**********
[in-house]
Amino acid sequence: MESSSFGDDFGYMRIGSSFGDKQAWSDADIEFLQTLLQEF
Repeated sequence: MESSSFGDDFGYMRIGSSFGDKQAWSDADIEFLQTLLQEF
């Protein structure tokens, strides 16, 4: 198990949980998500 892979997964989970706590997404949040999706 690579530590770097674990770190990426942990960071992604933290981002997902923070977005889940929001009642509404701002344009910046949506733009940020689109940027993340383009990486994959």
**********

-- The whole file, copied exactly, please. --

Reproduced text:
[in-house]
Amino acid sequence: MESSSFGDDFGYMRIGSSFGDKQAWSDADIEFLQTLLQEF
Repeated sequence: MESSSFGDDFGYMRIGSSFGDKQAWSDADIEFLQTLLQEF
């Protein structure tokens, strides 16, 4: 198990949980998500 892979997964989970706590997404949040999706 690579530590770097674990770190990426942990960071992604933290981002997902923070977005889940929001009642509404701002344009910046949506733009940020689109940027993340383009990486994959």